(a) Stations affiliated or under common ownership with the Columbia Broadcasting System, Inc. (CBS) or National Broadcasting Company, Inc. (NBC) television networks MAY PRESENT, through January 23, 1972, without counting any of the time against the prime-time network programming permissible under Section 73.658(k) of the Rules, all of any World Series baseball game or professional football game beginning no later than about 4 PM (E.T.), or any two such games when the first begins no later than about 1 PM (E.T.), or any basketball game beginning no later than about 5 PM (E.T.); or coverage of the Bob Hope Golf Classic on Saturday and Sunday, February 12 and 13, 1972.

(b) Stations affiliated or under common ownership with the NBC network MAY PRESENT, on any night during October 1971 during which that network presents a World Series baseball game at night, up to 4 hours of network programming without being required to cut back network programming on another night.

(c) Stations owned by or under common ownership with the American Broadcasting Companies, Inc. (ABC) television network MAY PRESENT up to three and one-half hours of network programming during prime time on October 9 and October 16, 1972, without any requirement that they reduce their network programming on other nights.

(d) Stations affiliated or under common ownership with the ABC network in Detroit and Grand Rapids, Michigan, MAY PRESENT ABC football games on Monday nights during the month of October 1971, in their entirety, without counting more than 2 hours toward the time permissible under Section 73.658(k) of the Commission's Rules.

16.  IT IS FURTHER ORDERED, That, the requests for waiver of Section 73.658(k) filed by American Broadcasting Companies, Inc.  [*64]  (ABC), on July 2, 1971, Columbia Broadcasting System, Inc. (CBS) on July 9, 1971 and National Broadcasting Company, Inc. (NBC) on August 31, 1971 ARE GRANTED to the extent indicated herein and in all other respects ARE DENIED.








At the outset, it should be made clear what is, and is not, involved in these requests for waivers.

The rule, of which waivers are sought, generally limits television stations in certain top 50 markets to three hours of network programming per night during "prime time" of 7 to 11 P.M. (6 to 10 P.M. Central Time) so that there may be greater diversity of program sources.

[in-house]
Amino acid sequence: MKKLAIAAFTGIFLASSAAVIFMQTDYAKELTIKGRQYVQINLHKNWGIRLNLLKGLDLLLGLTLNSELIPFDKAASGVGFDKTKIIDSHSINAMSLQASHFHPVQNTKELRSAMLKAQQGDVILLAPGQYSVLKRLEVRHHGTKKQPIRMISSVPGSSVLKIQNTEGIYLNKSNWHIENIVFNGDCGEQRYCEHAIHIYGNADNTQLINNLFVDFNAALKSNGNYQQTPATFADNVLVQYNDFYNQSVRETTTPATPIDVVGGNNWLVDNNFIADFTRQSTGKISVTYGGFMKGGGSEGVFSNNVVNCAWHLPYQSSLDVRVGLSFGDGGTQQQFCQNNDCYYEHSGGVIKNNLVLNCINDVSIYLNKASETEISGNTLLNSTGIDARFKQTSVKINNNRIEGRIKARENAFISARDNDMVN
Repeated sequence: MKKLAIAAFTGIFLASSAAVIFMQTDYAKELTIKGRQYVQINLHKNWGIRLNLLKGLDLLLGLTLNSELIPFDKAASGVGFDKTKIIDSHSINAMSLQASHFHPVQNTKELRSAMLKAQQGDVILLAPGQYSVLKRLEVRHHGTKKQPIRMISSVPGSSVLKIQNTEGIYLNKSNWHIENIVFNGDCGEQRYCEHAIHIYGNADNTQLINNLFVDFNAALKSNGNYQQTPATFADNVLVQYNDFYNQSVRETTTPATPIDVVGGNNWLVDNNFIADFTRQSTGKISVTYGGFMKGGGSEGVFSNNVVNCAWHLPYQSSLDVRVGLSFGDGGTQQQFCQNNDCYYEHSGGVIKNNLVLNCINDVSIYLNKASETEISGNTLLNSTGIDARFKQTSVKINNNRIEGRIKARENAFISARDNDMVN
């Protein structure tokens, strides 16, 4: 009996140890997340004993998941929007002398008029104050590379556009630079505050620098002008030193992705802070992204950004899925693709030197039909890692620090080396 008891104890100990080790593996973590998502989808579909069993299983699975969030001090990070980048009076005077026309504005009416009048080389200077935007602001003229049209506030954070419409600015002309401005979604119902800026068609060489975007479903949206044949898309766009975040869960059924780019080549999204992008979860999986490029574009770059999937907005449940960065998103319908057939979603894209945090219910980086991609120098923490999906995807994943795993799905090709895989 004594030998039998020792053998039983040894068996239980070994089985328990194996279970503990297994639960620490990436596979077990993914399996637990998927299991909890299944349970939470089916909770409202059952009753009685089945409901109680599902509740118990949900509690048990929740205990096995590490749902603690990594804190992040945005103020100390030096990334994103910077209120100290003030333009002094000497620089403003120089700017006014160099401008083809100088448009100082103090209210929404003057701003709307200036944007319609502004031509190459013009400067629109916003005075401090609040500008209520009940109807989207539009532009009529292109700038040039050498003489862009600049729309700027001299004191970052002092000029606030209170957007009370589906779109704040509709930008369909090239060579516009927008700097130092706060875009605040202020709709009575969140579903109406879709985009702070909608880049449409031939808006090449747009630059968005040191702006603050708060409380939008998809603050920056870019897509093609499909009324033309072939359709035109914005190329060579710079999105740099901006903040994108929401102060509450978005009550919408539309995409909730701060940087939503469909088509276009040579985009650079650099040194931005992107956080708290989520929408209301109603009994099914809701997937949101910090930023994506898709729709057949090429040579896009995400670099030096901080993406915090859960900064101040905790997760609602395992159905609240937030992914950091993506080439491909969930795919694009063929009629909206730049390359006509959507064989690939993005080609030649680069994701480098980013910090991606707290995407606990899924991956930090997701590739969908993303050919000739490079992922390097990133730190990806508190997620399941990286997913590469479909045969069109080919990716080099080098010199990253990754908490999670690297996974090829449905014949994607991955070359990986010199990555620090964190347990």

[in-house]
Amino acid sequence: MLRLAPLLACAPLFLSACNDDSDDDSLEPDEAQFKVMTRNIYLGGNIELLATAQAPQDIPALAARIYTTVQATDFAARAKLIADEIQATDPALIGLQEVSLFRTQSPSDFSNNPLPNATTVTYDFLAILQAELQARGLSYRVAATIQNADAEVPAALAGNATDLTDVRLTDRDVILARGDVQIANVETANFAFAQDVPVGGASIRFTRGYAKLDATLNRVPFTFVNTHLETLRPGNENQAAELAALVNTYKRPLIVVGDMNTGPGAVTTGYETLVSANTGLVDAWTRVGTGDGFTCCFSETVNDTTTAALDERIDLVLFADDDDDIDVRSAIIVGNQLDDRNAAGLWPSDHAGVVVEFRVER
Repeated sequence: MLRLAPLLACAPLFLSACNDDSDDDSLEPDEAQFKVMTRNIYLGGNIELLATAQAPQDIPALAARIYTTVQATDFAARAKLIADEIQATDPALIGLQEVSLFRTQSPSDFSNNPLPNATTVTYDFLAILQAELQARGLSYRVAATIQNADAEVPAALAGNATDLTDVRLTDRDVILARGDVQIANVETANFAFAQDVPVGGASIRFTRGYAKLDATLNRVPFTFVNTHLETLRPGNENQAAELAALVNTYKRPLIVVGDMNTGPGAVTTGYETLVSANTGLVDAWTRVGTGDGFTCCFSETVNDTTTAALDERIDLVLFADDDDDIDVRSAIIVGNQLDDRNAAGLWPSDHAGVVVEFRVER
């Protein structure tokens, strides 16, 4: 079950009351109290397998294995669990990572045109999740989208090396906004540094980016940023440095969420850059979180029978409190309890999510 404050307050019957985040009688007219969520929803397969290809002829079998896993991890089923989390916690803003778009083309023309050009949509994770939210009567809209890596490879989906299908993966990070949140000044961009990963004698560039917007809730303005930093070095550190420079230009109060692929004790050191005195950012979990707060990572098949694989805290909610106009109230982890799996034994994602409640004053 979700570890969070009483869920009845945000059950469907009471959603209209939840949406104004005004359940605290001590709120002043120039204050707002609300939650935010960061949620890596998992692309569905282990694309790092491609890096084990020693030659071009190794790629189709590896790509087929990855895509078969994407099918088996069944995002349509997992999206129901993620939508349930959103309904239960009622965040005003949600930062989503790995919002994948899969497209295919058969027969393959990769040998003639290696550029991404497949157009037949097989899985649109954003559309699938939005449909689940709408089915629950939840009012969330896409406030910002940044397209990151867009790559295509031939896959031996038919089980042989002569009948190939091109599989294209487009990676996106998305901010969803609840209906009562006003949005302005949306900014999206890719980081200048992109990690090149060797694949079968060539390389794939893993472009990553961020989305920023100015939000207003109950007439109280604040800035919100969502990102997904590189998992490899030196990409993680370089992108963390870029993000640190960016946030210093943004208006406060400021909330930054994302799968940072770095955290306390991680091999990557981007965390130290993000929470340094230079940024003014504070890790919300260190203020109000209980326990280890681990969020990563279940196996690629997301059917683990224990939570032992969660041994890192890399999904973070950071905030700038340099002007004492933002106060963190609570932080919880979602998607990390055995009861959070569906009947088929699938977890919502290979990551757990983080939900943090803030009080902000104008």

The waivers here requested for sports events fall basically into two categories:

(a) Those events which would normally end before the beginning of prime time but, because of unexpected delays, extend into prime time.

(b) Those events actually scheduled, in whole or in major part, during prime time.

There are no questions involved here of whether the station may broadcast the games in prime time or whether, if a game runs over into prime time, a station must cut the broadcast before the game is over.  Those are not the questions.  A station may broadcast the games in prime time, and it does not have to cut a broadcast before the game is over.

Any indication to the contrary must be considered misleading.

The only question here involved is whether the station which carries the network sports telecasts in whole or in part during prime time must count them as part of the three hours of network programming.  For example, if the network telecast of a game consumes an hour of prime time, is the hour to be counted as part of the three hours?

Pursuant to the provisions of the "prime time access" Rule, it does count as part of the three hours.

Waivers of the Rule are sought here so that it is not so counted.

In my opinion, waiver for a network telecast of a sports event should be granted only when, due to unexpected delays in the event itself, the telecast runs over into prime time, or, if scheduled in prime time, runs over the three hours permitted the networks in prime time.  The amount of time which the telecast thus runs over would not be counted against the three hours.  The waivers which we herein grant are granted on that basis and, accordingly, I concur.

NBC requests waivers for telecasts of the Academy Awards program and the Miss America finals so it can present, additionally, two hours of regular prime-time programming (commercial) on those nights in the Mountain and Pacific Zones, thus giving it 4 hours instead of 3 in those zones.  These are not unique situations.  Rather,  [*65]  they are typical examples of long-standing network practice as to preempting programs.  Once having made the judgment to pre-empt other programs, the network should not be permitted to have its cake and eat it too at the expense of derogating the public interest purposes of the rule.  Accordingly, I concur in denying NBC's waiver requests for these programs.






I concur in these actions insofar as they would grant waivers to CBS and NBC affiliates in connection with afternoon sports programs which probably will not, but conceivably could, run into prime hours.  I also concur with granting the two waivers to ABC affiliates concerning sports events in the next two weeks, but dissent to the refusal to grant waivers in the other 10 specific cases mentioned by ABC.